Wil­liam Dombi, vice pres­i­dent at the NAHC, said home-care providers and some hospice fa­cil­i­ties base their busi­ness mod­els on keep­ing la­bor costs low and have limited abil­ity to ab­sorb higher costs—ei­ther be­cause they rely on fixed fees from Medi­care and Med­i­caid or be­cause their typ­i­cal clients have low in­comes. He noted that in some states, Med­i­caid pays as lit­tle as $10 an hour for home-care ser­vices, and providers can’t af­ford to of­fer health in­sur­ance and other ben­e­fits given that level of pay­ment.

The Medi­care Pay­ment Ad­vi­sory Com­mis­sion re­ported that the profit mar­gin for home­care firms from Medi­care pa­tients was 14.8% in 2011. But Dombi said the profit mar­gin for pri­vately in­sured pa­tients is only 2%.

Dombi’s group has lob­bied for home care and hospice providers to be per­ma­nently ex­empted from the ACA’s em­ployer man­date.

Hos­pi­tals as em­ploy­ers are ex­pected to be less af­fected by the em­ployer-man­date de­lay be­cause they typ­i­cally of­fer rel­a­tively gen­er­ous health ben­e­fits to their em­ploy­ees. But it could af­fect ben­e­fits for nurses and staff who work fewer than 40 hours a week.

For in­stance, 24-hos­pi­tal Sut­ter Health, based in Sacra­mento, Calif., has faced re­peated nurse strikes in re­cent years partly be­cause of its move to drop cov­er­age for part-time nurses, ac­cord­ing to union of­fi­cials. Sut­ter specif­i­cally cited in­creased costs from the fed­eral health­care law’s em­ployer man­date as a rea­son for drop­ping cov­er­age for nurses work­ing less than 30 hours each week.

“The hos­pi­tal’s just us­ing this as an op­por­tu­nity to cut us all off,” said Rochelle Par­due-Oki­moto, a nurse at 527-bed Alta

Bates Sum­mit Med­i­cal Cen­ter in Berke­ley.

Sut­ter’s move could ap­ply to about onethird of the 2,000 nurses at Alta Bates, in­clud­ing Par­due-Oki­moto, who works 28 hours a week and is nine months preg­nant. “They re­ally would be leav­ing a lot of fam­i­lies out in the cold with no health­care, a lot of nurses, peo­ple that have ded­i­cated their lives to pro­vid­ing health­care to pa­tients,” she said.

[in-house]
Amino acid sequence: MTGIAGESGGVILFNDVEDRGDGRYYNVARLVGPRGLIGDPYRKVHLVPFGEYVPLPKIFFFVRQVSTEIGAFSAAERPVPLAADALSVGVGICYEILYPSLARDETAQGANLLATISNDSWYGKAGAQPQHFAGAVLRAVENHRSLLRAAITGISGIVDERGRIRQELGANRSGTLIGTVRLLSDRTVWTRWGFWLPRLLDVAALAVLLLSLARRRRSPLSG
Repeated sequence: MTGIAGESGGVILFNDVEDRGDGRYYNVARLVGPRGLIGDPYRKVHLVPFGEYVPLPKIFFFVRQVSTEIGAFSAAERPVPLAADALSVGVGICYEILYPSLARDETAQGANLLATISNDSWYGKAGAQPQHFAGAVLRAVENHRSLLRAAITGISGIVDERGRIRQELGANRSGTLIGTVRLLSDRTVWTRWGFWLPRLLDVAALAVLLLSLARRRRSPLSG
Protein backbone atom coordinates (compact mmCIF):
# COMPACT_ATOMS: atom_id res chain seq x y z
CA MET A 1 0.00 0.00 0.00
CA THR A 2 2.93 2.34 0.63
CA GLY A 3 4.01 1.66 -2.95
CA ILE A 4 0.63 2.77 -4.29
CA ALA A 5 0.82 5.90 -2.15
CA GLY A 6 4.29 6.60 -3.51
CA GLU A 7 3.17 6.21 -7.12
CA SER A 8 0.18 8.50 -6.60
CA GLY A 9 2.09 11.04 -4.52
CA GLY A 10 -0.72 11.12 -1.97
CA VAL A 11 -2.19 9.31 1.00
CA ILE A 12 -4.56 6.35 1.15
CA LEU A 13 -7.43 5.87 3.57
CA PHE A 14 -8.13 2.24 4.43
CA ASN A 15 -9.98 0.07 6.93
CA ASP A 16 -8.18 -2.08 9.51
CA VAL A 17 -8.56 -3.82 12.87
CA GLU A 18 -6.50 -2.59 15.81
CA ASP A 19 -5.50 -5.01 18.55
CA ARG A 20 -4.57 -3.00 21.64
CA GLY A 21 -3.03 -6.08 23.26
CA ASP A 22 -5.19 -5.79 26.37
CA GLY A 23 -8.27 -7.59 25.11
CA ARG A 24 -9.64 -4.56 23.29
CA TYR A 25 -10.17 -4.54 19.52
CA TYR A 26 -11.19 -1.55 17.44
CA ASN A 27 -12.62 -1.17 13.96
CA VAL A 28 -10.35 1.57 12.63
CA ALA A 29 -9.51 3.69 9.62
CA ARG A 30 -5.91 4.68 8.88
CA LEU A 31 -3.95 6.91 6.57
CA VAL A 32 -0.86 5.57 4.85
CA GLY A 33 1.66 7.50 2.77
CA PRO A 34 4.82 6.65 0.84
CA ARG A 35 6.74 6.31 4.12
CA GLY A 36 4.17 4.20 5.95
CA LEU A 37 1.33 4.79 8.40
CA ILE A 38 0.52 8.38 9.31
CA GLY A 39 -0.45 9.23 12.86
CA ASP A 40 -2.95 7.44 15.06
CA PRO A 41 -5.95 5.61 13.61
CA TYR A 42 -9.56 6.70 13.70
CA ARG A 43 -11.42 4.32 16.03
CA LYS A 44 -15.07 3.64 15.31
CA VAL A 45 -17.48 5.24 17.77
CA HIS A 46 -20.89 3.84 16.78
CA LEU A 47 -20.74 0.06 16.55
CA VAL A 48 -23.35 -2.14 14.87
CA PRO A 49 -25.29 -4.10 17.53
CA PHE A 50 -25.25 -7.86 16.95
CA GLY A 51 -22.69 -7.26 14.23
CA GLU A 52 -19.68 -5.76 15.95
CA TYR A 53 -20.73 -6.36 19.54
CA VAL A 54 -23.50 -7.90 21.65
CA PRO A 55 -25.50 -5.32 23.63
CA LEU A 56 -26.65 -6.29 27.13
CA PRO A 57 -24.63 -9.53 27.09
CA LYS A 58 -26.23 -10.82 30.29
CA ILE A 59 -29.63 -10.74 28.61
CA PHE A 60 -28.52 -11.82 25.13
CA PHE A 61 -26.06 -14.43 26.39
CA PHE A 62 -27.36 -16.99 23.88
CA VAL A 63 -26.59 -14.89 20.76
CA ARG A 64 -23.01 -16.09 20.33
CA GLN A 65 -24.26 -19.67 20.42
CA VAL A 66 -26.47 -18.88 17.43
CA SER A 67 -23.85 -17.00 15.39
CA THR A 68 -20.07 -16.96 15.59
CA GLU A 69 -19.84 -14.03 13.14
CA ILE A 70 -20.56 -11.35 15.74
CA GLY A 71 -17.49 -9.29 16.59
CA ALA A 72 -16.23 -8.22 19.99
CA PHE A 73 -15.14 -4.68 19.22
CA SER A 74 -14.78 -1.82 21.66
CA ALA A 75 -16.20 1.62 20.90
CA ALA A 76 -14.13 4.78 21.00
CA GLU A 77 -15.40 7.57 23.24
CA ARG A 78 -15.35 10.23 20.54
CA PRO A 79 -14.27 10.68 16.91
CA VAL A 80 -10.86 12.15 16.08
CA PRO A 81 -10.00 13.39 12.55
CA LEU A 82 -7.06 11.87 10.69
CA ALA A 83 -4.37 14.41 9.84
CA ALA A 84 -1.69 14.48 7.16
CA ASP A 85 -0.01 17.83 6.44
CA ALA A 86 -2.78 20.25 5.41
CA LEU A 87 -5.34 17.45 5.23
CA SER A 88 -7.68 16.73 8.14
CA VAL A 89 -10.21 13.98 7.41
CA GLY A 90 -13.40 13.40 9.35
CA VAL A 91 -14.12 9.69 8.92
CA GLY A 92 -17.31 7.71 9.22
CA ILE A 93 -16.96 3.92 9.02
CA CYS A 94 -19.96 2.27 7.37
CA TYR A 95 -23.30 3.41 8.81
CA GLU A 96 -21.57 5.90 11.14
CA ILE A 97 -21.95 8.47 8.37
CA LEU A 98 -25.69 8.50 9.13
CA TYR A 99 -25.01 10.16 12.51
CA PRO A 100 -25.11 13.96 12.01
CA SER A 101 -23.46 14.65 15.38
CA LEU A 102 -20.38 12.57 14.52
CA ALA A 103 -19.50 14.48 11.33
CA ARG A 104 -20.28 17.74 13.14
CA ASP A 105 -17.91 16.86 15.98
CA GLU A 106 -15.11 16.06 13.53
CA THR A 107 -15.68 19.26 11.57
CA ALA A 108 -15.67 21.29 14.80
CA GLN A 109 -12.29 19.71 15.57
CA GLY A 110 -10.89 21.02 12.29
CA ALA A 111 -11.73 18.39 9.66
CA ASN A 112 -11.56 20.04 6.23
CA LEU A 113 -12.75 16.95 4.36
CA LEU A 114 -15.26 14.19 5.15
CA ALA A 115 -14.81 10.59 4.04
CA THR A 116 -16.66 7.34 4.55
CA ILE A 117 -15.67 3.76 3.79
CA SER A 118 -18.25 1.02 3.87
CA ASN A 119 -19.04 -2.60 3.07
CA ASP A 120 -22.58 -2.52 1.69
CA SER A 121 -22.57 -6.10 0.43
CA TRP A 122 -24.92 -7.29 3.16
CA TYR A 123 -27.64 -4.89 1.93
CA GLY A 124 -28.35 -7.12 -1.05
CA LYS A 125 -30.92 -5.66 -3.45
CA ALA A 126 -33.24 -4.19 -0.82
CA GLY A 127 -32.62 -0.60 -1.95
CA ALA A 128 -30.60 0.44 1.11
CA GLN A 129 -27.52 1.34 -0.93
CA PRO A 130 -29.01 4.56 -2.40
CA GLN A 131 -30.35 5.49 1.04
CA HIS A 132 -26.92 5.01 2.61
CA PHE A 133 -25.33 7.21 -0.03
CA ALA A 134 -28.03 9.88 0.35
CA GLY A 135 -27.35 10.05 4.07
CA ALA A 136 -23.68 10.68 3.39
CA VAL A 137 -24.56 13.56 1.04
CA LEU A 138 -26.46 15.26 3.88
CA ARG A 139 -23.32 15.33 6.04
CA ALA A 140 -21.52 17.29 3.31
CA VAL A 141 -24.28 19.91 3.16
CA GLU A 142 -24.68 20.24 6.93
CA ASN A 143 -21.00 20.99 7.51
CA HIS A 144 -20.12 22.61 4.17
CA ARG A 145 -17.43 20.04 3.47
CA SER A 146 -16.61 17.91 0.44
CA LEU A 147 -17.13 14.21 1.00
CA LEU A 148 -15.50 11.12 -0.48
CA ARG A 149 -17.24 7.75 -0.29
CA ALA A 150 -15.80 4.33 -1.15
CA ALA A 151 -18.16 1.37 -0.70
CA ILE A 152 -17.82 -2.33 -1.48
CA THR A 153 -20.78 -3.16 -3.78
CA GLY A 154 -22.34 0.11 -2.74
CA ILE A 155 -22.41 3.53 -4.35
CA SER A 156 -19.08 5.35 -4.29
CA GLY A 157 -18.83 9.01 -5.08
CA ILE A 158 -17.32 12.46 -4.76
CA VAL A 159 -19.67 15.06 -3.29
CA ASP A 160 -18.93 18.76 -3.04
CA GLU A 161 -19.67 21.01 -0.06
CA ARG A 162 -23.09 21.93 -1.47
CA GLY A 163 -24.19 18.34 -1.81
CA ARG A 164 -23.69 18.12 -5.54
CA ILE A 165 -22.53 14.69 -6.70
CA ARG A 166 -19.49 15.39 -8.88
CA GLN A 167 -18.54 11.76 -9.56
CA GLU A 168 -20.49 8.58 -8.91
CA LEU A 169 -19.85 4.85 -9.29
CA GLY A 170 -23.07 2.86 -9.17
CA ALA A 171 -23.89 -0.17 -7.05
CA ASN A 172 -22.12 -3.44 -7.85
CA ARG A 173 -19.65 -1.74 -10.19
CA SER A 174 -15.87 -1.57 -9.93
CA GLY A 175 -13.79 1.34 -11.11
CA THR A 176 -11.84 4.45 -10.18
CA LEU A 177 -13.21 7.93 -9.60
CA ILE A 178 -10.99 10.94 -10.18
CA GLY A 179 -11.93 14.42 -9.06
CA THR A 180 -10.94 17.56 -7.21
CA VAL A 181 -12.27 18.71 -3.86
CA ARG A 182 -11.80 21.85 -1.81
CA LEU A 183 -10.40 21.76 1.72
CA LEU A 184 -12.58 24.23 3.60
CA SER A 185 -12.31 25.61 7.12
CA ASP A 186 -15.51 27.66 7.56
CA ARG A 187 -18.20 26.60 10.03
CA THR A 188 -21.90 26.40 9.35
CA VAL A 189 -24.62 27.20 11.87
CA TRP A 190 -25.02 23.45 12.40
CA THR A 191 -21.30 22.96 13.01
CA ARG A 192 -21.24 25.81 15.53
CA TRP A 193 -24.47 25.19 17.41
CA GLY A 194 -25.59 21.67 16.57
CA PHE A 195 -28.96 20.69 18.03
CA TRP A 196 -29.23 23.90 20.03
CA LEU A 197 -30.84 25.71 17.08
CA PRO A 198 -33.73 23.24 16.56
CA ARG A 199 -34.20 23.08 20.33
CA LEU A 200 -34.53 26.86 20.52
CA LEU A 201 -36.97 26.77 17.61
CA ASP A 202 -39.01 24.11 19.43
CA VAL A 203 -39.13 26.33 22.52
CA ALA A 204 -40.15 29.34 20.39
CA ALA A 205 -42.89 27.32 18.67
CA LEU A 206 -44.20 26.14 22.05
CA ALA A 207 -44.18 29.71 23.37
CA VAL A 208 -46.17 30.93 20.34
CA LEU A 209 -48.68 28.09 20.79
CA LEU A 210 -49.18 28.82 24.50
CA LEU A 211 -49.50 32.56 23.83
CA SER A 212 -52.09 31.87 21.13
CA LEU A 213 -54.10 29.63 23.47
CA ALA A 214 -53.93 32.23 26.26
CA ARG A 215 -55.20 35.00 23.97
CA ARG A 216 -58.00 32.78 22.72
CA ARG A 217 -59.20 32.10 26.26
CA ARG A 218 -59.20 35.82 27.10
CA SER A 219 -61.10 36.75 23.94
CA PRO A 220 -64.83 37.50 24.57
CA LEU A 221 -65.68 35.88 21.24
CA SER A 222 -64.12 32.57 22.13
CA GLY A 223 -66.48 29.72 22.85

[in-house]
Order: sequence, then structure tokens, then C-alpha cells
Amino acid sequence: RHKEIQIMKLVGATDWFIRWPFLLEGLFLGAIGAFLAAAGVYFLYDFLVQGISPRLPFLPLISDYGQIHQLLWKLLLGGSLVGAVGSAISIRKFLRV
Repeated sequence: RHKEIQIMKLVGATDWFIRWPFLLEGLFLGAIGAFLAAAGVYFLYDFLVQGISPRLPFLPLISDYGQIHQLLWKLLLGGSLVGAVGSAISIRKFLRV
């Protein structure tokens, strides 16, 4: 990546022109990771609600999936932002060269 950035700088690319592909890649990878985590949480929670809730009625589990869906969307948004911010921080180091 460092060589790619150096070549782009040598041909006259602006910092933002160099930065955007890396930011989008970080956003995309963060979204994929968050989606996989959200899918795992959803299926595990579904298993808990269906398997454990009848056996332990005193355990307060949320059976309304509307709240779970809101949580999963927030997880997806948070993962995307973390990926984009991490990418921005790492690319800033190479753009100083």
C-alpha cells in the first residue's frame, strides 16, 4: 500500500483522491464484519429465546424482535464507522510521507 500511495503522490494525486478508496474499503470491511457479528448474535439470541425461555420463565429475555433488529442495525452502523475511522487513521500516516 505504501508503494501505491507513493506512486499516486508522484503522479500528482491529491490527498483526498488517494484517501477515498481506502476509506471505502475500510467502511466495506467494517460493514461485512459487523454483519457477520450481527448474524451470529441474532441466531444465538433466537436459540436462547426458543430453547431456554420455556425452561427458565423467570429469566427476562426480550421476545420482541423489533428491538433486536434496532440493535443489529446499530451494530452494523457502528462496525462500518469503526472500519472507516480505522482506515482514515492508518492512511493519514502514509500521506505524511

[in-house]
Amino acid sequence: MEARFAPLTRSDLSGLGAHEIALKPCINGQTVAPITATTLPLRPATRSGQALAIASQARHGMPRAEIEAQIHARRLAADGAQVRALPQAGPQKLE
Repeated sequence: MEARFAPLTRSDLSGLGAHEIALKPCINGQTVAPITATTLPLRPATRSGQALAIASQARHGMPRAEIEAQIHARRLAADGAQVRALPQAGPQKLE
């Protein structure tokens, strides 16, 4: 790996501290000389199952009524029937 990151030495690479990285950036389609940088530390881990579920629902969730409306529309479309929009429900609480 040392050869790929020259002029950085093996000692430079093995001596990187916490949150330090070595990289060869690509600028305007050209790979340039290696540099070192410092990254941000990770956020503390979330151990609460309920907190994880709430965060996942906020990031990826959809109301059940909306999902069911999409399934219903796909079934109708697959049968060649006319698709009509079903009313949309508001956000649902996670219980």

Sut­ter of­fi­cials did not re­spond to ques­tions about how the em­ployer man­date de­lay would af­fect its health ben­e­fit of­fer­ings to nurses.

But hos­pi­tals as providers are not happy about the de­layed man­date. In a writ­ten state­ment, Richard Umb­den­stock, pres­i­dent and CEO of the Amer­i­can Hos­pi­tal As­so­ci­a­tion, called it “trou­bling.”

“The goal of the ACA was to ex­tend cov­er­age to the unin­sured, which re­quired a shared re­spon­si­bil­ity from all stake­hold­ers,” he said.

“We are con­cerned that the de­lay fur­ther erodes the cov­er­age that was en­vi­sioned as part of the ACA.”

The de­lay also could im­pact providers by prompt­ing more peo­ple to en­roll in ex­change plans with rel­a­tively high de­ductibles and cost-shar­ing. The Ad­vi­sory Board’s Roades said hos­pi­tals could get sad­dled with more un­com­pen­sated care and bill col­lec­tion prob­lems be­cause of ex­change en­rollees’ in­abil­ity to af­ford the higher cost-shar­ing.

Re­form sup­port­ers hope this is the last ma­jor im­ple­men­ta­tion de­lay. “This was a bit of a shock to those of us hop­ing ev­ery­thing was on sched­ule,” said Wash­ing­ton & Lee’s Jost. “I hope this doesn’t lead to other changes, be­cause we’ve got mil­lions of Amer­i­cans with­out health in­sur­ance and a lot of them have some hope of get­ting cov­er­age un­der this leg­is­la­tion.”

GETTY IM­AGES

Many ex­perts say that as long as the Obama ad­min­is­tra­tion doesn’t put off other key parts of the law, the em­ployer man­date de­lay won’t have a ma­jor prac­ti­cal ef­fect on cov­er­age, and it could be a good move if it leads to sim­pler and bet­ter rules for em­ployer cov­er­age.